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Blood Cancer J. 2018 Oct 19;8(11):98. doi: 10.1038/s41408-018-0134-z.

Low-level expression of SAMHD1 in acute myeloid leukemia (AML) blasts correlates with improved outcome upon consolidation chemotherapy with high-dose cytarabine-based regimens.

Author information

1
Department of Oncology-Pathology, Karolinska Institutet and Karolinska University Hospital, Stockholm, Sweden. georgios.rassidakis@ki.se.
2
Childhood Cancer Research Unit, Department of Women's and Children's Health, Karolinska Institutet and Karolinska University Hospital, Stockholm, Sweden. nikolas.herold@ki.se.
3
Childhood Cancer Research Unit, Department of Women's and Children's Health, Karolinska Institutet and Karolinska University Hospital, Stockholm, Sweden.
4
Science for Life Laboratory, Department of Oncology-Pathology, Karolinska Institutet, Stockholm, Sweden.
5
Department of Infectious Diseases, Virology, University Hospital Heidelberg, Heidelberg, Germany.
6
National University Cancer Institute of Singapore, Singapore, Singapore.
7
Department of Pathology, National University Hospital and Yong Loo Lin School of Medicine, National University of Singapore, Singapore, Singapore.
8
Department of Leukemia, The University of Texas MD Anderson Cancer Center, Houston, TX, USA.
9
Department of Hematopathology, The University of Texas MD Anderson Cancer Center, Houston, TX, USA.

Abstract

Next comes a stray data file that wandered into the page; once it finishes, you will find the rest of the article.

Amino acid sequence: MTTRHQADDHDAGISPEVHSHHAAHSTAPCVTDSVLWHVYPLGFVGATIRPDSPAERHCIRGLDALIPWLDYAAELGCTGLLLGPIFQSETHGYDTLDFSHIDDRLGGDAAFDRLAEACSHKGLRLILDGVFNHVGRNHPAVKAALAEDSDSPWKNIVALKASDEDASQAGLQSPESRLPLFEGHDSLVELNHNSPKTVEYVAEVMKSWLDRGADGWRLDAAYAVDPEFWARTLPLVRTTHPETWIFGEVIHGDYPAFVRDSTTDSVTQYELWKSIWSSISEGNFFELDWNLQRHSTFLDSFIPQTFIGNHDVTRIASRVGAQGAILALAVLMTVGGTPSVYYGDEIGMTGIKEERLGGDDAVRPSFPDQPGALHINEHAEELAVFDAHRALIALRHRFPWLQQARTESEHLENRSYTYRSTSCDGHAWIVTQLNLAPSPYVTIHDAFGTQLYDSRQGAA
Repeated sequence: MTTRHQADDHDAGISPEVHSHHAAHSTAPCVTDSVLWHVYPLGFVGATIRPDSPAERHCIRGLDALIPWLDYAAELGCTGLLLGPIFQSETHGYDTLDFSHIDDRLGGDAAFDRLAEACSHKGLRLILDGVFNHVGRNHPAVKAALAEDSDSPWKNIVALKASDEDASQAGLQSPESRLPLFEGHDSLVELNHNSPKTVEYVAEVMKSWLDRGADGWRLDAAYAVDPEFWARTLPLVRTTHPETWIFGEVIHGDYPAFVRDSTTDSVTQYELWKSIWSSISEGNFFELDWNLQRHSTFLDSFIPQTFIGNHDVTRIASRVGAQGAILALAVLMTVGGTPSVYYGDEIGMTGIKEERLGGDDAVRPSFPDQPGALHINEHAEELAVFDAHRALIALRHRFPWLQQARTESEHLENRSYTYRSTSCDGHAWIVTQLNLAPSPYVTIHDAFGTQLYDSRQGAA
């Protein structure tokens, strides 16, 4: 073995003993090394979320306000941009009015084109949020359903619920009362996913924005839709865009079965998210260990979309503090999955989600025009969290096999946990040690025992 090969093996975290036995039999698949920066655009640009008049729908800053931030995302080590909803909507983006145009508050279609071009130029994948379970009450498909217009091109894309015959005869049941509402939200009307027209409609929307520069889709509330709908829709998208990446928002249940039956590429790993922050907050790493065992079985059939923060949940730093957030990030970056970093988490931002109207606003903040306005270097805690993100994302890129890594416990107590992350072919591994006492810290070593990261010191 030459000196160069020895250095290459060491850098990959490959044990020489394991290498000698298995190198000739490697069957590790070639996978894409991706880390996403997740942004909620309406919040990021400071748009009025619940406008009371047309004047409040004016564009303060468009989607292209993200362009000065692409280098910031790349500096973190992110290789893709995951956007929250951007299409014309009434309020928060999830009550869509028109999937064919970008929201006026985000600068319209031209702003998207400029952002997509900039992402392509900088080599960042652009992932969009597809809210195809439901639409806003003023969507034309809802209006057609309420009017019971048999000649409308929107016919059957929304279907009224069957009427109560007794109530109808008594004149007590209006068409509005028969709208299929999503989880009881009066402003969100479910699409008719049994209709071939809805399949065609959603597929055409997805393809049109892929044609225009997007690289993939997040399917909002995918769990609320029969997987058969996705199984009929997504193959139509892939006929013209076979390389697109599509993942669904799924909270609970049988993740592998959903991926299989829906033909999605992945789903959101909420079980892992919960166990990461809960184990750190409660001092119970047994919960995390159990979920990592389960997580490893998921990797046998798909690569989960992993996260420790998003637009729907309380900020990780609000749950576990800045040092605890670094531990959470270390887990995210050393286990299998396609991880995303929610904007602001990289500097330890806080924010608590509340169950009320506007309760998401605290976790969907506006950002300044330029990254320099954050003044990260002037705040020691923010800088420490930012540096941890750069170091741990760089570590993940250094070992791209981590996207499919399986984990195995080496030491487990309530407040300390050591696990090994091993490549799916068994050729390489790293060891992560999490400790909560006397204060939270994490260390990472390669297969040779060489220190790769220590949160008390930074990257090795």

Sterile alpha motif and histidine/aspartic acid domain containing protein 1 (SAMHD1) limits the efficacy of cytarabine (ara-C) used in AML by hydrolyzing its active metabolite ara-CTP and thus represents a promising therapeutic target. SAMHD1 has also been implicated in DNA damage repair that may impact DNA damage-inducing therapies such as anthracyclines, during induction therapy. To determine whether SAMHD1 limits ara-C efficacy during induction or consolidation therapy, SAMHD1 protein levels were assessed in two patient cohorts of de novo AML from The University of Texas MD Anderson Cancer Center (USA) and the National University Hospital (Singapore), respectively, using immunohistochemistry and tissue microarrays. SAMHD1 was expressed at a variable level by AML blasts but not in a broad range of normal hematopoietic cells in reactive bone marrows. A sizeable patient subset with low SAMHD1 expression (<25% of positive blasts) was identified, which was significantly associated with longer event-free (EFS) and overall (OS) survival in patients receiving high-dose cytarabine (HDAC) during consolidation. Therefore, evaluation of SAMHD1 expression level in AML blasts at diagnosis, may stratify patient groups for future clinical trials combining HDAC with novel SAMHD1 inhibitors as consolidation therapy.

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